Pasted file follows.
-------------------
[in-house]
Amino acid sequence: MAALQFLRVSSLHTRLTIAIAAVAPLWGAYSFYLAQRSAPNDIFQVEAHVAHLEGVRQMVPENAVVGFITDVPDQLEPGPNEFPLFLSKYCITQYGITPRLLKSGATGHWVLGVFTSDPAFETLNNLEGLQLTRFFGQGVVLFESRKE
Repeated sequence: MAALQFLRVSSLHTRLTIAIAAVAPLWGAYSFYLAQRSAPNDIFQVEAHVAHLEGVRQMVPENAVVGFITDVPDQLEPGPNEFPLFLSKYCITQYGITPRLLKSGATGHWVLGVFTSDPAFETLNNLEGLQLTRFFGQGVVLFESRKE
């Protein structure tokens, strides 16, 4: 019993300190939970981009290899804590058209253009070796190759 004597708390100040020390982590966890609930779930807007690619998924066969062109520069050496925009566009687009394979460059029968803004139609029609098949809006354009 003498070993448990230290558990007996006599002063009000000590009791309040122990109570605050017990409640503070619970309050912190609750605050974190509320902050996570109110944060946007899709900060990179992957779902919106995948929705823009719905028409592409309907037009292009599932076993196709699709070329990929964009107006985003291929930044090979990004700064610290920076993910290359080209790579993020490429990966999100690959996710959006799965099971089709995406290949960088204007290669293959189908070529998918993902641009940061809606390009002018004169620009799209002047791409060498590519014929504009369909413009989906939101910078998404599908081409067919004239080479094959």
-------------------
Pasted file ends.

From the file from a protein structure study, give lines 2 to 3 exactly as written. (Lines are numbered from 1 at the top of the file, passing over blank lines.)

Amino acid sequence: MAALQFLRVSSLHTRLTIAIAAVAPLWGAYSFYLAQRSAPNDIFQVEAHVAHLEGVRQMVPENAVVGFITDVPDQLEPGPNEFPLFLSKYCITQYGITPRLLKSGATGHWVLGVFTSDPAFETLNNLEGLQLTRFFGQGVVLFESRKE
Repeated sequence: MAALQFLRVSSLHTRLTIAIAAVAPLWGAYSFYLAQRSAPNDIFQVEAHVAHLEGVRQMVPENAVVGFITDVPDQLEPGPNEFPLFLSKYCITQYGITPRLLKSGATGHWVLGVFTSDPAFETLNNLEGLQLTRFFGQGVVLFESRKE